(Host) Commentator Philip Baruth isn’t usually superstitious, but on election night 2000, for several really good reasons, he was distracted briefly – a circumstance he will never, ever allow to happen again.
(Baruth) When you have a second kid, it’s suddenly crucially important that everyone in the house Do Their Job. If my wife or my daughter or I don’t each do our jobs these days, chaos mounts so quickly that it overwhelms the whole domestic operation.
And so on the night of the Third Presidential debate my wife was upstairs nursing our six-week-old, because right now that’s her main job; my daughter Gwendolyn was asleep upstairs, because that’s her job – to get enough sleep and get up ready for kindergarten. My job was to stand in the kitchen, about two paces from the radio, and subtly influence the last Presidential debate by shouting and waving my arms.
This isn’t a new job for me. I’ve been at it now for a year and a half, keeping a neurotic eye on this election. And for good reason: on election night 2000, I was at a victory party at the Sheraton with about 1,000 other Democrats, and when Al Gore took Florida, I raced home to tell my wife. But when I opened the back door, Annika had this horrible look on her face. She told me that Peter Jennings had taken Florida out of Gore’s column, and within a month Bush was president-elect. I’ve never been able to shake the feeling that Bush was only able to squeak out that election because I, personally, took my eye off the ball. I left the Sheraton, and that 10-minute news-free interval was enough.
I let my candidate down and all the ensuing turmoil was my fault.
And so this time around, I can’t stop watching news, reading it, surfing it. And midway through that last debate, I suddenly felt like I just couldn’t go on any more. I didn’t have the stamina. How long, Lord, I thought, how long can this horrible low-rent election continue?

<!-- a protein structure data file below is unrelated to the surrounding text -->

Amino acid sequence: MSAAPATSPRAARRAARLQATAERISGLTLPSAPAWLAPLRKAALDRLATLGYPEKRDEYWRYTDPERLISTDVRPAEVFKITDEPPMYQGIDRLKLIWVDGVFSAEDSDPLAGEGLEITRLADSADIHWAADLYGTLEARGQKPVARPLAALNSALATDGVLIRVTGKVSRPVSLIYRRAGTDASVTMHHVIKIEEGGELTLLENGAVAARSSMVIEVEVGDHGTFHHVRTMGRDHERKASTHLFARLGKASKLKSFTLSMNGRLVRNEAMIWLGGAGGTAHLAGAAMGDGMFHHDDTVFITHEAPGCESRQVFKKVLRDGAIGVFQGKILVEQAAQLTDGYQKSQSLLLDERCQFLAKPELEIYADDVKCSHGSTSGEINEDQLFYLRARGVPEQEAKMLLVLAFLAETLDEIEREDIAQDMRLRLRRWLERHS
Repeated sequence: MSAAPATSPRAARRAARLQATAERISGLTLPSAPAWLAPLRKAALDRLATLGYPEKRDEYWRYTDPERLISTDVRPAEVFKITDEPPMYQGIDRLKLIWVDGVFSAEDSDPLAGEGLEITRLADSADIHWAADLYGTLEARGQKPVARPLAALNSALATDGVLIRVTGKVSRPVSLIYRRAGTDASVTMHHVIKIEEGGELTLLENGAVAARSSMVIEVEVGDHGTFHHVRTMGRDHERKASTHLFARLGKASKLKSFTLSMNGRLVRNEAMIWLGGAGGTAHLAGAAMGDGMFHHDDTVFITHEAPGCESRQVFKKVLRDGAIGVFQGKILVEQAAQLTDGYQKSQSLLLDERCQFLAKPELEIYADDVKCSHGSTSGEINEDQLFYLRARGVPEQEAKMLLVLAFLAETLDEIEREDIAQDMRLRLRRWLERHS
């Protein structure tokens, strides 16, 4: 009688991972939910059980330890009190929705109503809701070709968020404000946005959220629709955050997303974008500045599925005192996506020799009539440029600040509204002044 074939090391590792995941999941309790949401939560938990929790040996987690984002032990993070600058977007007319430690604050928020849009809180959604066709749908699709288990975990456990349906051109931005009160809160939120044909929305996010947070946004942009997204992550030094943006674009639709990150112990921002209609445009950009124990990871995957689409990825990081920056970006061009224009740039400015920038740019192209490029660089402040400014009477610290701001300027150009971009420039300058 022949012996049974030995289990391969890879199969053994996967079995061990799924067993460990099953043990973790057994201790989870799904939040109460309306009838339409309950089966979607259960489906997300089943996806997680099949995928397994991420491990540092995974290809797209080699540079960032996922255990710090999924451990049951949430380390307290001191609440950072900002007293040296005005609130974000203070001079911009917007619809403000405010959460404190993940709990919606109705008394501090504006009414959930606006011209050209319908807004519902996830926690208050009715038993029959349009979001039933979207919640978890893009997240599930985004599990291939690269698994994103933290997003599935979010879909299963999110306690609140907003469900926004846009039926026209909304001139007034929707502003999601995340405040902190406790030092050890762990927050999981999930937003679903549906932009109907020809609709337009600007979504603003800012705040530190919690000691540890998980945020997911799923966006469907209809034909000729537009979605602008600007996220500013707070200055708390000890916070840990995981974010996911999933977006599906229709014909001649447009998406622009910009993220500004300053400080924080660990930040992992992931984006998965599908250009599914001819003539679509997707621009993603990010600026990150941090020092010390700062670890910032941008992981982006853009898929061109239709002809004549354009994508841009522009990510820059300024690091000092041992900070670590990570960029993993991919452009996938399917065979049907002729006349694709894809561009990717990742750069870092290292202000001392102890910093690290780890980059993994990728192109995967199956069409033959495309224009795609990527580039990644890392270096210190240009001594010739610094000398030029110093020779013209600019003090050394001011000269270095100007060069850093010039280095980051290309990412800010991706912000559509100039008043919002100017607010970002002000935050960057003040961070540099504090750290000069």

But even though I woke up in the morning feeling hollow, something brilliant happened, as it does every morning now: Kindergarten. Gwendolyn’s first six weeks of kindergarten have coincided with the home-stretch of the Presidential election, and the coincidence has saved my sanity. Of course, the first week at Flynn Elementary was tough – for me, I mean. The kids have to line up outside the school each morning, and file in together. Since Gwendolyn didn’t know anyone, since none of the kids knew anyone, they all stood up against the brick wall like a grim little police line-up, each of them very much alone. But the people at Flynn know what they’re doing, believe me: in a week Gwendolyn knew all the kids in her class, knew their favorite foods and what countries some of their parents left to bring them to America.
Now when we pull up at school, she leaps from the car and runs to that same brick wall not because she has to but because that’s where her best friends are standing. And then all the little girls throw down their Disney Princess backpacks and give each other these back-crushing hugs. It’s a beautiful thing.
Before I leave, I always tell Gwendolyn that I’m proud of her, for doing her job, for pulling her weight. And that little jolt of kindergarten energy makes it possible for me to get back in the car and continue doing my job: monitoring the news every second of the way to work and shouting and waving my arms at the radio as needed.
Philip Baruth is a novelist living in Burlington. He teaches at the University of Vermont.